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Film Scanners is there an in between?


ryee3

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Been considering a scanner primarily for 35 mm black and white and color.

 

Is there something coming out that is price wise and quality wise between the NIKON 9000 and a higher end IMACON scanner?

 

If not, should I save my pennies (lots of them) and get the IMACON?

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If you are only scanning 35mm, you don't need the Nikon 9000. The Nikon LS5000 does 35mm and the 9000 does medium format. It's more awkward to use the 9000 for 35mm. You can batch scan with the 5000, too. Use Gepe or similar slide mounts to hold the film flat. If you get Silverfast's Lasersoft software for the 5000, you won't need anything else. You can scan with their HDR raw file output and get everything that's present in the negative or slide. If you scan Kodachrome, their Kodachrome target will give the best results.

 

Tina

 

Tina Manley

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..... It's more awkward to use the 9000 for 35mm. You can batch scan with the 5000, too. Use Gepe or similar slide mounts to hold the film flat.....]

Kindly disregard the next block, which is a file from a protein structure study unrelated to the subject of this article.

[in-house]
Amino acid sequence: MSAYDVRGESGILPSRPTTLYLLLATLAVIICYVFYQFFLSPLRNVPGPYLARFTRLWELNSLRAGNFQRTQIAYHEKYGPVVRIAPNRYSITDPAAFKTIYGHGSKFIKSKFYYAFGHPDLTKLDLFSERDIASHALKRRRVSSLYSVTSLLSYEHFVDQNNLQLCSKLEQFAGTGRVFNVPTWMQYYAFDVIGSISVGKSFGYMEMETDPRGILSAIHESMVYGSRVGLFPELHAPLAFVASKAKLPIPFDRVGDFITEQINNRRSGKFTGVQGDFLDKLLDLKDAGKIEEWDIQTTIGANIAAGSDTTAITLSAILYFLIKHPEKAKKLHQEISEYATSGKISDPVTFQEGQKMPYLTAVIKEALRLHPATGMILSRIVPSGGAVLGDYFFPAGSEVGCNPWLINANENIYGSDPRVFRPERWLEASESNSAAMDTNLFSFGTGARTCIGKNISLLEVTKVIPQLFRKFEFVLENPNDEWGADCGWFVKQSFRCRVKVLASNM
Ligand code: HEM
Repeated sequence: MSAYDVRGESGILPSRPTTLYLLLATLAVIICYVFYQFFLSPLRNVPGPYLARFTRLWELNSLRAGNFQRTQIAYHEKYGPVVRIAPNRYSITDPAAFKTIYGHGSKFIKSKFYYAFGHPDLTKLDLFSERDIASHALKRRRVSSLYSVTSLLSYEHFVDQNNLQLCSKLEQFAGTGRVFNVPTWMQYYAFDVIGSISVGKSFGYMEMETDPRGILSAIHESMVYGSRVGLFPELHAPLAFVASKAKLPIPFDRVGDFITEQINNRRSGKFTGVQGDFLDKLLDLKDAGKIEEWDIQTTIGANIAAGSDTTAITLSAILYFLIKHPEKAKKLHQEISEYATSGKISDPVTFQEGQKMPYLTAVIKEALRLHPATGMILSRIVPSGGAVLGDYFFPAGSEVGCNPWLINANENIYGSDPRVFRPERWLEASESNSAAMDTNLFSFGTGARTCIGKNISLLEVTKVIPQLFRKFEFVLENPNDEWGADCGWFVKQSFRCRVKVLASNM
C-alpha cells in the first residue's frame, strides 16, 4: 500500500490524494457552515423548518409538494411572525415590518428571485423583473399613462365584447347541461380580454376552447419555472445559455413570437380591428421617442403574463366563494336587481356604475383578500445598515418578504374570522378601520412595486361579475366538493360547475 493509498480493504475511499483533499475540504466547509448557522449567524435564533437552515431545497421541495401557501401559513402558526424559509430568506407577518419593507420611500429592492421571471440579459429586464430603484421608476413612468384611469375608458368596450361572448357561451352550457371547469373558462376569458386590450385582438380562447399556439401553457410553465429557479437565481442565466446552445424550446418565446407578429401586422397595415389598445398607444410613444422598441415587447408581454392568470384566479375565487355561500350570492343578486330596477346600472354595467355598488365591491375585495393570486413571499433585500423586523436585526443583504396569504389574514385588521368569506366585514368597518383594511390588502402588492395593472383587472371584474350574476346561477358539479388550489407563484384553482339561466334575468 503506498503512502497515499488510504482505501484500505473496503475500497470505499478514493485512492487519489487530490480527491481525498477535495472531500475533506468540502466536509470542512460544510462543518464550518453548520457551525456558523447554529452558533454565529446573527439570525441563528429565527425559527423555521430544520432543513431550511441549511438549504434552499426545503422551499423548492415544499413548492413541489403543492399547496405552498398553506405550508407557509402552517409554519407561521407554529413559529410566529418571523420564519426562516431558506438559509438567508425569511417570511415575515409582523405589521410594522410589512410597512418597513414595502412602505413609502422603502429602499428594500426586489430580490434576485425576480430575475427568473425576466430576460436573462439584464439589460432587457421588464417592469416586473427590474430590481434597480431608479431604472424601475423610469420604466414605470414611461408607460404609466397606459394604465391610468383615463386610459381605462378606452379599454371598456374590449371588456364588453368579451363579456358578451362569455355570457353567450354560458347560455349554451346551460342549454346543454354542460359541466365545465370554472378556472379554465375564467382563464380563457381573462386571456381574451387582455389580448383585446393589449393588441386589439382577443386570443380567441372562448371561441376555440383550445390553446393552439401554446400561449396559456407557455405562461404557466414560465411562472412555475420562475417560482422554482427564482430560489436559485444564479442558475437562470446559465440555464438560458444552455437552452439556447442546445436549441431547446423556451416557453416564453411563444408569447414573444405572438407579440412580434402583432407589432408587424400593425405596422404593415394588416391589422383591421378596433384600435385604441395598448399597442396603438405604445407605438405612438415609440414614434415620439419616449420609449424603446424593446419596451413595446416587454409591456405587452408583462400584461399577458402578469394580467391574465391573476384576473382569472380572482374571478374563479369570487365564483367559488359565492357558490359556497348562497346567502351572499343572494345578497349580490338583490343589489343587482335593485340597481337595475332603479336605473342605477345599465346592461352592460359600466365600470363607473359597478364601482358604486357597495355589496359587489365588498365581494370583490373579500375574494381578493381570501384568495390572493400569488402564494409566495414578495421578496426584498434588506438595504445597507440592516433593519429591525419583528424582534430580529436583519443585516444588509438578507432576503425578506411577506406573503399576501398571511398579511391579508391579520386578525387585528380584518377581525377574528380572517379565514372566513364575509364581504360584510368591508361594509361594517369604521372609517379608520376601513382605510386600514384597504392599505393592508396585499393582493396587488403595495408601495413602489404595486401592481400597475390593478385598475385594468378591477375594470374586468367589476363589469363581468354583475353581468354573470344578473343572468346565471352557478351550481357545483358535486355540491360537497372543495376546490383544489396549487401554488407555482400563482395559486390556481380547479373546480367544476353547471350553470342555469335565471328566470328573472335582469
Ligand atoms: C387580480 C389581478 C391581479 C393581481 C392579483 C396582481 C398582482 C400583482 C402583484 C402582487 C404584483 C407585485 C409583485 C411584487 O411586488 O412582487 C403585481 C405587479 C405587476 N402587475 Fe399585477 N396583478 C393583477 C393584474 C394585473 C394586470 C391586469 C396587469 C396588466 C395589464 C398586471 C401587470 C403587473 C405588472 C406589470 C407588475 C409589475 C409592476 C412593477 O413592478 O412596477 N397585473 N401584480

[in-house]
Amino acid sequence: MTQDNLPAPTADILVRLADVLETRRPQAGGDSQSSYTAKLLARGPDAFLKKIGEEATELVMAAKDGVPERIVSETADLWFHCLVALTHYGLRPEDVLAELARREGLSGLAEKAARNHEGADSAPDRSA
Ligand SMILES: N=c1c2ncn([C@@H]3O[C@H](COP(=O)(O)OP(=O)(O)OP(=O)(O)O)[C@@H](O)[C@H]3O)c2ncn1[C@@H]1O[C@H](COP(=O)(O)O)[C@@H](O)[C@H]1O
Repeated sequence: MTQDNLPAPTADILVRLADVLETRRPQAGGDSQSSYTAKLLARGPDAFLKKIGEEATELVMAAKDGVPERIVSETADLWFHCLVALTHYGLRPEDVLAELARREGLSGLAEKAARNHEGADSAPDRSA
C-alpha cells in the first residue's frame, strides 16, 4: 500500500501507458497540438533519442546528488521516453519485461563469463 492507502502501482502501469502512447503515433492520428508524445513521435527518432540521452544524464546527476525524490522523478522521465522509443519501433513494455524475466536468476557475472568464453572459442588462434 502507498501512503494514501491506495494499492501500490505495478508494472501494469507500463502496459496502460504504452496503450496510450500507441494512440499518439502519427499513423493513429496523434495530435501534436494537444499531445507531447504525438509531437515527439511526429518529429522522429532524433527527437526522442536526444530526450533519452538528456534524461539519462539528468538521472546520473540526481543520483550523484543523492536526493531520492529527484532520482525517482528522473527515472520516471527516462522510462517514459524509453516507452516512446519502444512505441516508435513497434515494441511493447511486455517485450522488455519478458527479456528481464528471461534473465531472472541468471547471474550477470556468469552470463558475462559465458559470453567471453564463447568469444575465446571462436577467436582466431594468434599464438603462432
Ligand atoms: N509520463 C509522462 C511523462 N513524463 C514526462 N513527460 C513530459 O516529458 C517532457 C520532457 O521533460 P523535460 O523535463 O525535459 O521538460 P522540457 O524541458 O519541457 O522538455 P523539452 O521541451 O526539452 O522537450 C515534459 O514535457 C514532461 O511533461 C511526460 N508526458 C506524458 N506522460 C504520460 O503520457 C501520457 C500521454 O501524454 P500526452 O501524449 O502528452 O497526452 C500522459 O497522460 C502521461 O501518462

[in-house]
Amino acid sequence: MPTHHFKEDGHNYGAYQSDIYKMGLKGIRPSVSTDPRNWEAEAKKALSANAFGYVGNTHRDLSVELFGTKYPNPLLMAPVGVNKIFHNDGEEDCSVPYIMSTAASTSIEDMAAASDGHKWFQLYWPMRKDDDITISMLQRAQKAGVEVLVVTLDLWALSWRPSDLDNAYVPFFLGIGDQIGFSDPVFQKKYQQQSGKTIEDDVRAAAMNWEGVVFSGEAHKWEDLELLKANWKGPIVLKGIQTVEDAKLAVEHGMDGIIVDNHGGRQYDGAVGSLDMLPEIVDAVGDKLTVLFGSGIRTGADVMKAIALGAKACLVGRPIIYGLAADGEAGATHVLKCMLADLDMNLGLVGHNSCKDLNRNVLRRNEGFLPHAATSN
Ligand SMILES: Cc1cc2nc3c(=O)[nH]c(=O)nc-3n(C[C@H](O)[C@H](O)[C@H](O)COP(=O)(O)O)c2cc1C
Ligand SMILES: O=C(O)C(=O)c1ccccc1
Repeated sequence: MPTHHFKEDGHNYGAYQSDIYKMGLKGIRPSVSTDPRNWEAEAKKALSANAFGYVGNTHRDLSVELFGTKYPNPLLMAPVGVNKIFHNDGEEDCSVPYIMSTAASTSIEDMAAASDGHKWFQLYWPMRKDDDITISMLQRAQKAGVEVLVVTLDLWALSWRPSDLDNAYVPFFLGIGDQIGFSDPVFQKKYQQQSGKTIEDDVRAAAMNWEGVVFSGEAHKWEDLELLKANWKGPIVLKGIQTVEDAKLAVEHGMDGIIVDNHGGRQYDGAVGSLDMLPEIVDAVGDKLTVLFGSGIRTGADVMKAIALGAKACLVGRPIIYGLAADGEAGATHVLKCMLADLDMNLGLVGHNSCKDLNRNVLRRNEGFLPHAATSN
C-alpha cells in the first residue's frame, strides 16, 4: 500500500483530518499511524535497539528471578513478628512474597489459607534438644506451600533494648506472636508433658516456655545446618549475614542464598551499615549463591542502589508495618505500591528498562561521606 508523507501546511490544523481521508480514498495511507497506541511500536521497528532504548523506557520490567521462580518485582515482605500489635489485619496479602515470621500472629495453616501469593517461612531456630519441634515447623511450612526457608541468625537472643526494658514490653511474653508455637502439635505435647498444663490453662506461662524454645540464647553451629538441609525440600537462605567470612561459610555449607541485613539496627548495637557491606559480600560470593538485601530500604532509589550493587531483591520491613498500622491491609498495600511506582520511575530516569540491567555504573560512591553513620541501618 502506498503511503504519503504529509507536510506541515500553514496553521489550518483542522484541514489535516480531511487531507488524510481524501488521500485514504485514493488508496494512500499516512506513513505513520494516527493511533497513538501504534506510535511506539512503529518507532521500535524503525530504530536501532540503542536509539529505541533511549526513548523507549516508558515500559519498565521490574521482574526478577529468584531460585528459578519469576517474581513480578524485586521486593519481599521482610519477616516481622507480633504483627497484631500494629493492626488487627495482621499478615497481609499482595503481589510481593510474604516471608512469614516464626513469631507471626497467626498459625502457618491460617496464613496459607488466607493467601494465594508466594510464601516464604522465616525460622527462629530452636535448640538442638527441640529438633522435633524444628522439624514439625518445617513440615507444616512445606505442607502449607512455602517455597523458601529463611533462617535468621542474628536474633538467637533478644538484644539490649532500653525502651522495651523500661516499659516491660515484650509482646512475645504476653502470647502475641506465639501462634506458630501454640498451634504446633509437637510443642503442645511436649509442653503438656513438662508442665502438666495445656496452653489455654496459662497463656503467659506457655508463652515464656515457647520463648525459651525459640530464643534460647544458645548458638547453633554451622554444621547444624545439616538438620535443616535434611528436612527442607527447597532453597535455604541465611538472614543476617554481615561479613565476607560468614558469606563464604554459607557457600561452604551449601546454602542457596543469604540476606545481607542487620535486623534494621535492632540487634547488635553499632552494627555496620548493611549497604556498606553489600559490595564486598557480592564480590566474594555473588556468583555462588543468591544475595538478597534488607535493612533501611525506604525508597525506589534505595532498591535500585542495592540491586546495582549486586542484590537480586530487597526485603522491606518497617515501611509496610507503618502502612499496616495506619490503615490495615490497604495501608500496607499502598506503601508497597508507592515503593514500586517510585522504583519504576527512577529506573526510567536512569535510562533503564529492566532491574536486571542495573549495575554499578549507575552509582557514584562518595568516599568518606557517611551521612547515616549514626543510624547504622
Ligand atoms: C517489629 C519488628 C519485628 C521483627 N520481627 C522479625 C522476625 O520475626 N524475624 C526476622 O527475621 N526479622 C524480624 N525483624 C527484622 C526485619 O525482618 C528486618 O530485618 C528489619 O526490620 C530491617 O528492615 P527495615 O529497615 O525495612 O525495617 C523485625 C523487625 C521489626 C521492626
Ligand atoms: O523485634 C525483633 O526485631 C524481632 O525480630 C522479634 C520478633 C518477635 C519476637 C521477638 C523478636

As Tina intimates; a problem with Nikon [and I have a 9000, and presume the film holders are the same-ish for both models] is the totally crap design of the film holders which cannot keep film flat. Nikon scanners are substantially cheaper than [horribly] over-priced Imacons, but whose very, very cheap to manufacture film holders keep film in a wrinkle free state as it traverses it's scanning arc ['Virtual Drum-Scan' = marketing bollocks].

 

People scanning to get the utmost out of Nikon 9000 are using a 'wet scan' process and claim very good results, others are 'customising' their film holders with an anti-Newton's Rings glass sandwich to keep their film flat. 35 mm film cut in to single images might make for fiddly storage problems, and placing in a 35 mm slide film holder will necessarily crop into your image. The Nikon [9000scanner at least] can give a very good scan as will an Imacon. Imacon used to hide unsharp masking in their scans even when the sharpening was set to 'off' - I don't know if they still do. Imacons are very easy to use, and Nikons are far better than their rubbishy film holders and scanning software would have us believe.

 

If I win the lottery I will buy an Imacon safe in the knowledge that I am being utterly ripped off, but knowing that there will not be issues of crinkled film when passing the scan. The damned shame is that the lousy designers who vandalised the Nikon scanning system with pathetic, plastic film holders had seemingly never been in a darkroom and used an enlarger - where keeping film flat during enlargement was sorted out years ago.

 

I can't give a recommendation, but hope some of this helps. The Coolscan 8000-9000 User Group on Yahoo is the place to go for help with either of these scanners, I believe they have a 5000 User Group too.

 

Good luck.

 

................ Chris